RPA, if you haven’t heard about it yet, you will pretty soon. So what is it? Here is a video from IBM
Product management is the new hotness. I regularly get asked advice on how to become a product manager. What follows are some tips!
Nothing is more responsible for the good old days than a bad memory – Franklin Pierce Adams
We’ve all read about how culture eats strategy for lunch. The internet is jam-packed with a million blog posts on the superficialities of culture. Its time for some inside baseball with some actual actionable things to watch out for and prevent.
It is absolutely true that the culture of the company dictates how it can adapt to change and eventually succeed. Culture is hugely important, however along the journey from a small company to a midsize company to a large public company, the culture will change. At all these stages, different parts of the company will have different cultures and norms. In fact sometimes within the same team, you will have differences based on where the teams are located and their size.
It’s been 10 years since the 2008 financial crisis. Astute observers will correct me and point out that the crisis actually started in early 2007 when the Bear Stearns High-Grade Structured Credit collapsed. This was the first collapse of a hedge fund that was loaded up to the gills with subprime CDO’s. If you were following FT Alphaville in late 2006/ early 2007, you’d be ahead of the game. The signs were there! Some great coverage to relive and re-read
So how does this relate to you, young product manager? Some obvious and simple lessons articulated below. Continue reading “Its been 10 long years | Lessons from the GFC”
Some books/podcast/blogs that i’m enjoying at the moment!
I just finished reading the book Thinking in bets by Annie Duke. I highly recommend this book if you want to understand how to make better decisions. She talks about this amazing concept called resulting that blew my mind. In her own words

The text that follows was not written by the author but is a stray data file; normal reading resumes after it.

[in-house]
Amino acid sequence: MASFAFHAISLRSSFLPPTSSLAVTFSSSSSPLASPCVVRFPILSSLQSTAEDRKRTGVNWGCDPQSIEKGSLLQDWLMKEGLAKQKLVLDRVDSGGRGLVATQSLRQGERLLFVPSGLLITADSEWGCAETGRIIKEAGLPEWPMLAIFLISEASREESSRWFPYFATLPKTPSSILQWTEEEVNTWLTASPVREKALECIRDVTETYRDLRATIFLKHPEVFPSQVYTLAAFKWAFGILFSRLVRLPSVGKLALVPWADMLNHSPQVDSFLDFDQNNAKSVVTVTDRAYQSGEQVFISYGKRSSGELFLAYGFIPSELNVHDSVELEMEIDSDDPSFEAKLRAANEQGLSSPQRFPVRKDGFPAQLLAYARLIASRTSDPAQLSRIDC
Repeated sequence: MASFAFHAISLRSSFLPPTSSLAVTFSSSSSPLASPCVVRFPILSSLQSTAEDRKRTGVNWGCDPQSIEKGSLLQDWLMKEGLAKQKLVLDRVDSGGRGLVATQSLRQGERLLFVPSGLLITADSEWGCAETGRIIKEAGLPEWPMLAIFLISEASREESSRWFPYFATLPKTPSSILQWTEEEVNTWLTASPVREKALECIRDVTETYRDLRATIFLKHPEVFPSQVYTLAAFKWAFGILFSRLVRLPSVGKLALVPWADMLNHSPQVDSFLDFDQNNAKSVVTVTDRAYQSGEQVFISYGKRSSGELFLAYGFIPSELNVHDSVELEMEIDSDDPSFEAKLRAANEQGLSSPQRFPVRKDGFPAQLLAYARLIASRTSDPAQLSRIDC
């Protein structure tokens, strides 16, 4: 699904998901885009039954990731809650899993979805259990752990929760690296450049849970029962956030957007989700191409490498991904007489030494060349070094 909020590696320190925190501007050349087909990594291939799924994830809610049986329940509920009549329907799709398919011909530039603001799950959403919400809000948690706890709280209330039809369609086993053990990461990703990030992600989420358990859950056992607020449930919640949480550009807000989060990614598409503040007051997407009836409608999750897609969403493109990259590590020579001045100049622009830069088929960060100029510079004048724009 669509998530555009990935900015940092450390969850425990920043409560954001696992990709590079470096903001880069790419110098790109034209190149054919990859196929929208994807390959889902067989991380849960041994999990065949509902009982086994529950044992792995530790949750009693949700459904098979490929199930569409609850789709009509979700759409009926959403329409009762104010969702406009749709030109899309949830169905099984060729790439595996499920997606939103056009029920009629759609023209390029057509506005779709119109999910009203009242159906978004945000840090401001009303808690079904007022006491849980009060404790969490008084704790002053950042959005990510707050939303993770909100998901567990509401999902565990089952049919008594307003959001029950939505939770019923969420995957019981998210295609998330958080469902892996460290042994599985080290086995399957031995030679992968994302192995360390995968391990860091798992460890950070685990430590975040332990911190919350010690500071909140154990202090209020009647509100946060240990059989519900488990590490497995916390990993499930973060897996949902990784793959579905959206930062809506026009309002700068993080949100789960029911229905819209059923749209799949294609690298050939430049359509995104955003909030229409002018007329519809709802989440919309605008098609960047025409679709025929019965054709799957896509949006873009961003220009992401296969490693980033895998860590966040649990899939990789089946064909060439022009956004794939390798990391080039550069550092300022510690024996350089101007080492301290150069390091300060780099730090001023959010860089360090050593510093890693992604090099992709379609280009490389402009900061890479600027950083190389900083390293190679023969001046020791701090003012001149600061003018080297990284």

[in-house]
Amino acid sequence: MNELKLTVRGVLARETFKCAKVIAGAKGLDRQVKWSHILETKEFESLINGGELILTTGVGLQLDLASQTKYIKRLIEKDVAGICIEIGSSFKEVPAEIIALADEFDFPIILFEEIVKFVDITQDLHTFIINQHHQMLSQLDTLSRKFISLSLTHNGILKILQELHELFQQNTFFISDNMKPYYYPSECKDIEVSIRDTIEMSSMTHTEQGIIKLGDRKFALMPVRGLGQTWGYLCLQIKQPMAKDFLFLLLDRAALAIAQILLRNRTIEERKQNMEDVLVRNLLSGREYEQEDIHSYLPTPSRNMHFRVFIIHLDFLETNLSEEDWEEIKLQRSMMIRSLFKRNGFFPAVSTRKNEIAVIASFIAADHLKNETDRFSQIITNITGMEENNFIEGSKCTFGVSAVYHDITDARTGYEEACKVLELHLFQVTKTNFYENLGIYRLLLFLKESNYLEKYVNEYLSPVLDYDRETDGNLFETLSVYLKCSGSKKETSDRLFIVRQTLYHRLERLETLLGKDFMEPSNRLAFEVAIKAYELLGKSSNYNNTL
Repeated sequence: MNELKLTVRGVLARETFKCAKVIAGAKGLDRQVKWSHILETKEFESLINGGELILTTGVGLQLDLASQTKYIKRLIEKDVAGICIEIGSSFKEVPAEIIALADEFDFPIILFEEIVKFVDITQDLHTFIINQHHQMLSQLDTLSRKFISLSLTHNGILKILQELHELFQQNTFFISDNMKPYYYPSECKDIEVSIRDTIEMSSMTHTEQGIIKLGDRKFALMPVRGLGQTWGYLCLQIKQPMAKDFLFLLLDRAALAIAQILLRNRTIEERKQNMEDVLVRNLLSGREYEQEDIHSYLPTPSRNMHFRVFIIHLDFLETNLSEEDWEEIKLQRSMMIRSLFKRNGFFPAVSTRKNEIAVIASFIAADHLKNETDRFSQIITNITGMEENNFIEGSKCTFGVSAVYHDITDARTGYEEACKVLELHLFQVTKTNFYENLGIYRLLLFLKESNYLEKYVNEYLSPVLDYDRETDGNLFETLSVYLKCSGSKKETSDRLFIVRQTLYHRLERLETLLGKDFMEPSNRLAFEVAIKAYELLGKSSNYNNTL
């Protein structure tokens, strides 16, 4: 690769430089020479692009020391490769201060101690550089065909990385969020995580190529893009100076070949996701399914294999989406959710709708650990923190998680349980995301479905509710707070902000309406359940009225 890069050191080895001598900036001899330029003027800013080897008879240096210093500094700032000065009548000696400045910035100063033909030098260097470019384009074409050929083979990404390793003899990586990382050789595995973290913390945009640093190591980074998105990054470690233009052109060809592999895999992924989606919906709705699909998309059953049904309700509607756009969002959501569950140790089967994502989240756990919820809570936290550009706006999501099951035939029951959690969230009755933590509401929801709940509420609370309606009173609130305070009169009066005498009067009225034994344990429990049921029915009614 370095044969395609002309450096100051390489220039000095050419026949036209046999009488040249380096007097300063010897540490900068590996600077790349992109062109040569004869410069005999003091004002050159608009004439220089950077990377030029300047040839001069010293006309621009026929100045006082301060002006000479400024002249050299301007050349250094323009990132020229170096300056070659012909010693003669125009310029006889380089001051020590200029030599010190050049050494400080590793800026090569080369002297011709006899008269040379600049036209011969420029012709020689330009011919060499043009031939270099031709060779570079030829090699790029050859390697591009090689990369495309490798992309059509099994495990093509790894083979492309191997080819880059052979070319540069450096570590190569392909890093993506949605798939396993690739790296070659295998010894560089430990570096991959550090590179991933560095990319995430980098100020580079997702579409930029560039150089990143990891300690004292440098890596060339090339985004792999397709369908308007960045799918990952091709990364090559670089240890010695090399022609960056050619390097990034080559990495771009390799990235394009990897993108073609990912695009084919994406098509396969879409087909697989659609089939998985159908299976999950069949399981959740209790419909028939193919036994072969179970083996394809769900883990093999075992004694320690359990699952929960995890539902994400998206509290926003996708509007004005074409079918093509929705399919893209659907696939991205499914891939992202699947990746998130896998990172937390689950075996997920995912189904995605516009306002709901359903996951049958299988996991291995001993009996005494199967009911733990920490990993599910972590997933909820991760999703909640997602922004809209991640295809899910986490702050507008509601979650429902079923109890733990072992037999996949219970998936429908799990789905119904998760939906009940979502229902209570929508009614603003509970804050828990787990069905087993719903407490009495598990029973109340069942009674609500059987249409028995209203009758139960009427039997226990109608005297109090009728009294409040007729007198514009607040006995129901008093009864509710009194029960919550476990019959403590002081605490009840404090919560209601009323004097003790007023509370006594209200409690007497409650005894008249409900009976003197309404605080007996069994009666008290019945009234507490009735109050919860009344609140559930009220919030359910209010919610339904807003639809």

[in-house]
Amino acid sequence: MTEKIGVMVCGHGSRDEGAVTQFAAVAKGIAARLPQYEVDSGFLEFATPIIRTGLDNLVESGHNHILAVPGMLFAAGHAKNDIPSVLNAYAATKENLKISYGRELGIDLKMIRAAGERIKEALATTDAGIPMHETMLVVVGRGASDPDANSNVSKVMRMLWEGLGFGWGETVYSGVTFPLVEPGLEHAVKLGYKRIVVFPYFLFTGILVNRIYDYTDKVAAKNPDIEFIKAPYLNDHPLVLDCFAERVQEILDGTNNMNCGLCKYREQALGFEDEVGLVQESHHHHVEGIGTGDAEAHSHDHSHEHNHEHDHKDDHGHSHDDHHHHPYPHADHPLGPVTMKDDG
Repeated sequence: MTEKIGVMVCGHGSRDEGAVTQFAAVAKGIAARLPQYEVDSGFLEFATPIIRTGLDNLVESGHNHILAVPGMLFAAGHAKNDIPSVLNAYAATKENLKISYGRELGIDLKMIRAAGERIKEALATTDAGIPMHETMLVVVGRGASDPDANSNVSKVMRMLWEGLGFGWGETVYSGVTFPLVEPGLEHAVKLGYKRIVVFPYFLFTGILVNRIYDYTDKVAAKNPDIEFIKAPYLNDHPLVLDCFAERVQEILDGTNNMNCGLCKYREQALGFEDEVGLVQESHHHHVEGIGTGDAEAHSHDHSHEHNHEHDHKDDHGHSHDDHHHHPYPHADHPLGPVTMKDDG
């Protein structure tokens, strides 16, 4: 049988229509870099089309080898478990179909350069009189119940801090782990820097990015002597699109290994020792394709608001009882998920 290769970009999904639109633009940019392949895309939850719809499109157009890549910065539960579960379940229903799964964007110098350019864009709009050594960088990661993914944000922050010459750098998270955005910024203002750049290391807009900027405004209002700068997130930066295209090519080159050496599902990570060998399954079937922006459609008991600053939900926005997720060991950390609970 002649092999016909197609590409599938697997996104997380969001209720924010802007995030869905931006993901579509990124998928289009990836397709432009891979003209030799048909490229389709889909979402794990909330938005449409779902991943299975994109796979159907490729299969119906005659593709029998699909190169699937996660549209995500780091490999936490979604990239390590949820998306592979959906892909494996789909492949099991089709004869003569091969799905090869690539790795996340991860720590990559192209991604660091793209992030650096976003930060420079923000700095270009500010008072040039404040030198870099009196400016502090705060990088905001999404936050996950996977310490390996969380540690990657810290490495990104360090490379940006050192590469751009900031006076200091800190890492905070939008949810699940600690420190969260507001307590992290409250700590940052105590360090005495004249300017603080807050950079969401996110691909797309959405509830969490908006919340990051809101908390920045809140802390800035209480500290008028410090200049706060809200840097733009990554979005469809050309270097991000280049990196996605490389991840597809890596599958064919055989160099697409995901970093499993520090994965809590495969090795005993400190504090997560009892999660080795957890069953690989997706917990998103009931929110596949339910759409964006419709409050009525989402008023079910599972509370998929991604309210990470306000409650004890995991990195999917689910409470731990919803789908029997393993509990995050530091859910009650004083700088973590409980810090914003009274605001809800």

…was a victim of our tendency to equate the quality of a decision with the quality of its outcome. Poker players have a word for this: “resulting.” When I started playing poker, more experienced players warned me about the dangers of resulting, cautioning me to resist the temptation to change my strategy just because a few hands didn’t turn out well in the short run.
Feedback is a gift, but not all gifts are useful :). Which feedback to listen to and what to discard? What is useful and what isn’t?
Human beings crave certainty and in the world of product management it translates to “estimates of value”. Product managers have to make tradeoffs regularly on what initiates to work out next. At a certain stage of the company the need for “formal estimates of the value of doing X” will kick in, otherwise, how do you know to work on X or Y? There will be an overwhelming desire to quantify everything to the nth detail before deciding what to do next. We all know the dangers of that – If you torture excel enough you will get the answer you want. Use of a complicated bottom-up model in the early stages of a product’s evolution is a huge warning sign for me.
How to counter this?
A thought experiment on the sort of fintech experiences and products we’d want as consumers in the distant (or near) future. The thought process is structured as a conversation between an older father and an adult son. Italics is the dad.
So son, hows your financial life going? Everything under control?
Oh, Fiona’s got it all covered.